One strike, and you are out

May 3, 2017

Fencing

Unfolding news stories.  President Trump celebrates his first hundred days in office. He says there is a chance we have a major major conflict with North Korea. His words. The Doomsday clock clicks  closer to zero

A republican Governor tells the BBC that Trump would be advised to stop mere saber-rattling and take more direct actions to remove Kim Jong-un. He admitted he didn’t know what the steps might be, but there would be very bright guys in the Military who would.

A plausible theory is that President Trump is following the rule book about getting a good deal, say on a used car. Talk tough, kick a tyre disparagingly, and ask for more than you expect to get.

The threat of global annihilation puts in the shade the General Election campaign in the UK. It has been called by the Government to obtain a renewed mandate for its upcoming negotiations with the EU. The Government has an overwhelming lead in the opinion polls, and the PM has settled for a a rope-a-dope strategy against the unpopular opposition leader Jeremy Corbyn, designed to allow him to defeat himself. The strategy involves minimum risk of making Mrs May look anything but a strong leader. She is well-programmed to avoid policy commitments and stick two small number of sound bites about needing a huge majority to avoid the chaos if Corbin becomes Prime Minister. The likelihood of that is low, odds on it are roughly thirty to one against.

Mr Corbyn helpfully provides policies that often have appeal for their social progressiveness but too easily trashed as unworkable and financially implausible. He avoids traps clumsily on nuclear defense, a major Labour backer is reported as willing to stand against him if the local elections beginning this week are as bad as predicted.

The architect of the government’s success was the voter switch to UKIP, which is now being deserted according to those polls, giving the Government even greater prospects of electoral success.

Nevertheless, UKIP candidates are proving themselves independent souls. One Scottish Ukipper announces she is standing on a platform of re-opening public toilets, abolishing golf courses, and reintroducing the death penalty in a humane way, possibly using a guillotine.

It is not clear if a pre-emotive strike strategy helps the cause of world peace, when you are trying to stop a nuclear war, rather than trying to get a best price for a second-hand car.

Advertisements

The execution of Jang Song-thaek, and the limits of The Great Man theory of leadership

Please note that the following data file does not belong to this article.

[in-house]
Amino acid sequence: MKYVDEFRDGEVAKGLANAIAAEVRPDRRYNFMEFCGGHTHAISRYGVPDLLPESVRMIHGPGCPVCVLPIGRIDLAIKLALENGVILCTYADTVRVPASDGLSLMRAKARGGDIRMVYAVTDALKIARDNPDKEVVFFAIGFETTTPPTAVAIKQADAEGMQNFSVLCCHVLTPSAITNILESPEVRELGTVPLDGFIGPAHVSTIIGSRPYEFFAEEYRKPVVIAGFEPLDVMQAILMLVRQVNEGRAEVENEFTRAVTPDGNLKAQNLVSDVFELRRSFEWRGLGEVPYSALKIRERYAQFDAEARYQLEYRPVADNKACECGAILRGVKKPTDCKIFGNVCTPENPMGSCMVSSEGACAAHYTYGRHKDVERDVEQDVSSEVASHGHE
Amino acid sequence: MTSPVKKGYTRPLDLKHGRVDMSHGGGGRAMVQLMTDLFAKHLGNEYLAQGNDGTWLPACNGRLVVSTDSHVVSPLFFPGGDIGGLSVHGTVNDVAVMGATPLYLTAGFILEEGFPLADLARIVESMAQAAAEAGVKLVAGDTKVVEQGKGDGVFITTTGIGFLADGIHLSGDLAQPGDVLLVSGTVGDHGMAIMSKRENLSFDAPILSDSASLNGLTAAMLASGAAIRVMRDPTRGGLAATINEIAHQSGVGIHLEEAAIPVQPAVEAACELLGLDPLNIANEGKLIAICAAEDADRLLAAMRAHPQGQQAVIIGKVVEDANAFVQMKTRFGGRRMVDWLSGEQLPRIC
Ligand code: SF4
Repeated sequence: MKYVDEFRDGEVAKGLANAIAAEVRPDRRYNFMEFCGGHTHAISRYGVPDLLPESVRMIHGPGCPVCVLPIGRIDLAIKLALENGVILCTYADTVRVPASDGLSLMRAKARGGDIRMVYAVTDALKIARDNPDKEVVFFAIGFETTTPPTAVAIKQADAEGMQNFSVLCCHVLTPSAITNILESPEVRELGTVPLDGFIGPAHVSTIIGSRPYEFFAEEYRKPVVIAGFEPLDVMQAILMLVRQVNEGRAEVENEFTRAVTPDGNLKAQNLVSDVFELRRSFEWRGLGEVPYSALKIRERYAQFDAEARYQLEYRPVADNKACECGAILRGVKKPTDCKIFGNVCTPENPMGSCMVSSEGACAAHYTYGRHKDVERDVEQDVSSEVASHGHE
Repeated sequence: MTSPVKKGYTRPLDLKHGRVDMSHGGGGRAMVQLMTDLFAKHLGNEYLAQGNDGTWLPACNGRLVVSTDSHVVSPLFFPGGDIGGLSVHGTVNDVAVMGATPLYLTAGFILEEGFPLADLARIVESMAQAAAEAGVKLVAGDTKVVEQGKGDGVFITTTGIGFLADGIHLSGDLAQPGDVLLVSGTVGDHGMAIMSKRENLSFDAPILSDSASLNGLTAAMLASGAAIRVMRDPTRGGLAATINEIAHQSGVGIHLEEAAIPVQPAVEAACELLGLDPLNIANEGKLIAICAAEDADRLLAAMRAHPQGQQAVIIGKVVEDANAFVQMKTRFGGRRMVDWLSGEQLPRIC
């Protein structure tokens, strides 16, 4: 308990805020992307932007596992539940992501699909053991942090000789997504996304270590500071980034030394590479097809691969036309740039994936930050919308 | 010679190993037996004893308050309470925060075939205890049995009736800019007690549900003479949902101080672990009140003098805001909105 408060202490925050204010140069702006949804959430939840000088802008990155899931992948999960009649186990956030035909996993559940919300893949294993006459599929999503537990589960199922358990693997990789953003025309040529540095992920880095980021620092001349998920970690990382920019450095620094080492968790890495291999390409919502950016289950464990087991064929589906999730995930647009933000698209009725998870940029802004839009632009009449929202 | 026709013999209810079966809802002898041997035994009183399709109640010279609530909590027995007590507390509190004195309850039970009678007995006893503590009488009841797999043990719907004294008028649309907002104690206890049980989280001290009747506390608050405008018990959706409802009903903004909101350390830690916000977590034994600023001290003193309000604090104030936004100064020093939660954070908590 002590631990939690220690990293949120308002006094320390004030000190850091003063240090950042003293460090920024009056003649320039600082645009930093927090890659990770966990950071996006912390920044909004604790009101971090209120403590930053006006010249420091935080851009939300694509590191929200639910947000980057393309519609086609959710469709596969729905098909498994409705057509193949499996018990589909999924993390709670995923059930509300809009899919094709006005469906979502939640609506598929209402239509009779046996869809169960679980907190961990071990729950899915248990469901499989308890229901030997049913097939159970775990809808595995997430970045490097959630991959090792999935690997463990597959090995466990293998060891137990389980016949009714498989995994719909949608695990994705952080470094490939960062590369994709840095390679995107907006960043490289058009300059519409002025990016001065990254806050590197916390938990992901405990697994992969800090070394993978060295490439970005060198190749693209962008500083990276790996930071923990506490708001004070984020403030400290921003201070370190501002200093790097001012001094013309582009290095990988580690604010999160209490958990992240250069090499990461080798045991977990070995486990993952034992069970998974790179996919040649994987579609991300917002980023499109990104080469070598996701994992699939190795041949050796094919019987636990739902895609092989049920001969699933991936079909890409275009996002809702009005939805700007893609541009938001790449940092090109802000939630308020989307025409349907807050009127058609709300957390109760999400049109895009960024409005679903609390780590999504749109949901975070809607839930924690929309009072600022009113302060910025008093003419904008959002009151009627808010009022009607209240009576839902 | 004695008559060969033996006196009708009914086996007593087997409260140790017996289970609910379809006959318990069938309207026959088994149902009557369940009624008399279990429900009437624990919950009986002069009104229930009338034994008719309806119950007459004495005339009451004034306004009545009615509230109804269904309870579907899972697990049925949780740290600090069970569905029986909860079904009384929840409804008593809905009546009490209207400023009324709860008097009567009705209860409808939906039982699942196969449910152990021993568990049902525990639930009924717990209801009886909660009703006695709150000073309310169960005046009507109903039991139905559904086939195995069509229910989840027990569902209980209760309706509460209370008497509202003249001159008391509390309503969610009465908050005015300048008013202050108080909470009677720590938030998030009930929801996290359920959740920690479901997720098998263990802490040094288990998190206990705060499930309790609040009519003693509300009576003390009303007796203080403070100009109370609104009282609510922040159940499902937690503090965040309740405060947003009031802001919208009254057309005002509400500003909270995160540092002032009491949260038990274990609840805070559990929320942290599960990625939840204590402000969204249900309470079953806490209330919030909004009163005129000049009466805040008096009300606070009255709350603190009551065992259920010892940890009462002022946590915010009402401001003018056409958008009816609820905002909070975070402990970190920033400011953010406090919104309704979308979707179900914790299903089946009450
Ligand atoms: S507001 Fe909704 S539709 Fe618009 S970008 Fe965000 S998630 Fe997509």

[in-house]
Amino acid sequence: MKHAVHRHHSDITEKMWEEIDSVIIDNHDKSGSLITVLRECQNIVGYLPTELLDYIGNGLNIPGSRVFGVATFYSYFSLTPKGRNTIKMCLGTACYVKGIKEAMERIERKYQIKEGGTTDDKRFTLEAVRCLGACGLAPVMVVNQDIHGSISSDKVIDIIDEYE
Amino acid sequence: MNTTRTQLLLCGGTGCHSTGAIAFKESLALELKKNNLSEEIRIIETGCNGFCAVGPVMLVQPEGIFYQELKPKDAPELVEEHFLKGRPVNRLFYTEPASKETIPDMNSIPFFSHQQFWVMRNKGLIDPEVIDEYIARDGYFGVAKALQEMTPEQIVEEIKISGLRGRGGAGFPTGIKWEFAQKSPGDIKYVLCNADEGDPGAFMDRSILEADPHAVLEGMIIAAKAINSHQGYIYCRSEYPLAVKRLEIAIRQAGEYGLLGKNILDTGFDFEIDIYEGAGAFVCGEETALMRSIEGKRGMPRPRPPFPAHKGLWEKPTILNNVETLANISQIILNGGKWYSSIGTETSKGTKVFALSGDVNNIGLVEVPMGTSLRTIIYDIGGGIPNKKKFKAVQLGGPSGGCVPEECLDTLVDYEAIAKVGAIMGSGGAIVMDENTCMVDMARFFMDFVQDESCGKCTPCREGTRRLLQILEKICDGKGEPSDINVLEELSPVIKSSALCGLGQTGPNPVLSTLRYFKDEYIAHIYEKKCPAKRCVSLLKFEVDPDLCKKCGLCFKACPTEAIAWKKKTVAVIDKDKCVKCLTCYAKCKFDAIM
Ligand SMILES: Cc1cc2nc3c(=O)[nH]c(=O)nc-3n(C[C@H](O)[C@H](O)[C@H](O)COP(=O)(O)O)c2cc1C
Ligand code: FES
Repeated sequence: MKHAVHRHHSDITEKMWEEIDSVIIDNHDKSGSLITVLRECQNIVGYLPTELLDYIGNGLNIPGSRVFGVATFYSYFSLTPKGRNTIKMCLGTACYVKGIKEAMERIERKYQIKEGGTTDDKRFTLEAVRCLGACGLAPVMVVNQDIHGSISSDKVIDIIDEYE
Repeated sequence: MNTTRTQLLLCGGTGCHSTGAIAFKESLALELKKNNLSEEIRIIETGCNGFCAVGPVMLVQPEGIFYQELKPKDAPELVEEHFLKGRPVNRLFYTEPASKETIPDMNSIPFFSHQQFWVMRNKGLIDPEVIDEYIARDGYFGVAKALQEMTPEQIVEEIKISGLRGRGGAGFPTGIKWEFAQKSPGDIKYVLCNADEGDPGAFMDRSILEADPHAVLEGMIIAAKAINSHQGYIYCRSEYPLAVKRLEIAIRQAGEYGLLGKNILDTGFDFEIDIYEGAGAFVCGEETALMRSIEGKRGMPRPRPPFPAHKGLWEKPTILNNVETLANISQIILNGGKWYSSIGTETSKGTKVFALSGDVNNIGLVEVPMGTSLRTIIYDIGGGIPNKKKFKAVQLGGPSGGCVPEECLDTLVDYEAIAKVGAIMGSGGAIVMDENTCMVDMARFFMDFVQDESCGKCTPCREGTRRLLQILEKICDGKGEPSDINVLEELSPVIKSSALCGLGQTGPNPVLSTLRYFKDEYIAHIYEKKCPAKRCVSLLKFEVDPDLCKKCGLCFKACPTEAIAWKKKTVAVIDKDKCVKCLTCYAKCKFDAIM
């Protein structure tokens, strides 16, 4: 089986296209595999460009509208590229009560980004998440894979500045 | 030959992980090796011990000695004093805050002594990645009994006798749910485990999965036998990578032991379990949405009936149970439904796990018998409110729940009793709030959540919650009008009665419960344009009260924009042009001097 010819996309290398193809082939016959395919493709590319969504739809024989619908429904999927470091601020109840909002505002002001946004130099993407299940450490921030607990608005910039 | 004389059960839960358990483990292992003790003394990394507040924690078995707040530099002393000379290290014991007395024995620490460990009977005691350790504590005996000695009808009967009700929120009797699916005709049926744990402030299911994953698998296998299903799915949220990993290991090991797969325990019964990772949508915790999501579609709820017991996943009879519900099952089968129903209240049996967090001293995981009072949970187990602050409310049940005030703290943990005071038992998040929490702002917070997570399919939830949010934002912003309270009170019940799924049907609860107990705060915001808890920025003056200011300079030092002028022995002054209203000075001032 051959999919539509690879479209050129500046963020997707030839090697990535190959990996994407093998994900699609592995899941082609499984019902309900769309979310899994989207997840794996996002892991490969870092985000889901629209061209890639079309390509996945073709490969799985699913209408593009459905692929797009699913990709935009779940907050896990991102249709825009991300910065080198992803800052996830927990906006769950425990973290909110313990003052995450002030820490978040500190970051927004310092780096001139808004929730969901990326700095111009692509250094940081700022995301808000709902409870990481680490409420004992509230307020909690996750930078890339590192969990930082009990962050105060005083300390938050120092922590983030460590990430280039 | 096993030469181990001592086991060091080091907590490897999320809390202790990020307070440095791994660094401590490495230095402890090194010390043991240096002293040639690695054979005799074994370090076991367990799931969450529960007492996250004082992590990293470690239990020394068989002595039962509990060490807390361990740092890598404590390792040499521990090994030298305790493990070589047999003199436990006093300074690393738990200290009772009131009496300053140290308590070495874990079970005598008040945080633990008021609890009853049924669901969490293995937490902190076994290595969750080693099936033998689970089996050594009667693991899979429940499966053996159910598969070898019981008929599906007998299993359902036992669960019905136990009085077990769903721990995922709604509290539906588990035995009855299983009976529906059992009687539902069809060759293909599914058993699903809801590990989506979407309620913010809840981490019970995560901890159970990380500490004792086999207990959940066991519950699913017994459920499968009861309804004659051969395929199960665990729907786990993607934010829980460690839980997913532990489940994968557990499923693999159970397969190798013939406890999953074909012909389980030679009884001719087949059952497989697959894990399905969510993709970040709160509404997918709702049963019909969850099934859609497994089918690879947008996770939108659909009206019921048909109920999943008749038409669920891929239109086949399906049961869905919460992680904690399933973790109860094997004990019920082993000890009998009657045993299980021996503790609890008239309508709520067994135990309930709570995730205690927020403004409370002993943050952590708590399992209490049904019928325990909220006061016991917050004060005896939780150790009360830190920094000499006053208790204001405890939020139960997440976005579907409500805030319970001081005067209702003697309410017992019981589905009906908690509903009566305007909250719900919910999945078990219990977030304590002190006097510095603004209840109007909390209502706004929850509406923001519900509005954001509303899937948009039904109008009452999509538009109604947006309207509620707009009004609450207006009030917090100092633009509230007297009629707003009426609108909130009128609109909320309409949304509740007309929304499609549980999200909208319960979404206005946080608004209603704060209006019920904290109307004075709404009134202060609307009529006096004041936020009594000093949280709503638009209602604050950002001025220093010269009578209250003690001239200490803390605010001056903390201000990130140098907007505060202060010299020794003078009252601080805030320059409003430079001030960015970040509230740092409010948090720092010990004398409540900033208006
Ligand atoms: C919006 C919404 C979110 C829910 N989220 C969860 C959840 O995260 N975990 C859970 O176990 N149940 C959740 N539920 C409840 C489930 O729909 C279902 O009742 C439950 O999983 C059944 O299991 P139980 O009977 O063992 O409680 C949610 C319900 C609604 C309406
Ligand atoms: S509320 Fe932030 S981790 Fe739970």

December 14, 2013


The Great man theory of leadership has been gradually eroded by recognition of the ultimate dilemmas of absolute power

The execution of Jang Song-thaek in North Korea this week [December 2013] has been presented outside the state as evidence of the ultimate power vested in its absolute ruler, Kim Jong Un. This assumes that the newly appointed ‘great leader’ acted without being influenced by anyone else. This is generally assumed as the action of someone with absolute power

As The Telegraph put it

In making this very public display of ruthlessness Kim Jong-un probably had three objectives. Firstly, [sic] nobody in North Korea can doubt now that he, and he alone, is in charge. Nor can anybody doubt that he is utterly ruthless in removing absolutely anybody who might, in the colourful language of the indictment, “dream different dreams”.
Secondly, Kim Jong-un has told his country – and the world – that not only Jang the man, but also the vision that he stood for, has been purged. Jang Song-thaek seems to have argued for a less closed North Korea, one that embraced trade and encouraged inward investment.
Thirdly, this is a slap in the face for China. China is often described as North Korea’s only ally but with every nuclear test and every provocative missile launch the relationship has become more strained. After North Korea’s third nuclear test in February China recalibrated its policy to North Korea.

The contradiction

Kim has acted decisively to ‘crush’ his enemy, as recommended by Machiavelli. I always felt this advice requires careful positioning in its historical context. Anyway, the leader who has to crush his enemy can hardly be the great all-powerful leader who is feared but not hated. It seems more like the leader beleaguered by forces internal and external to his regime.

Little wonder that ‘Great man’ theories of leadership are gradually drifting out of fashion.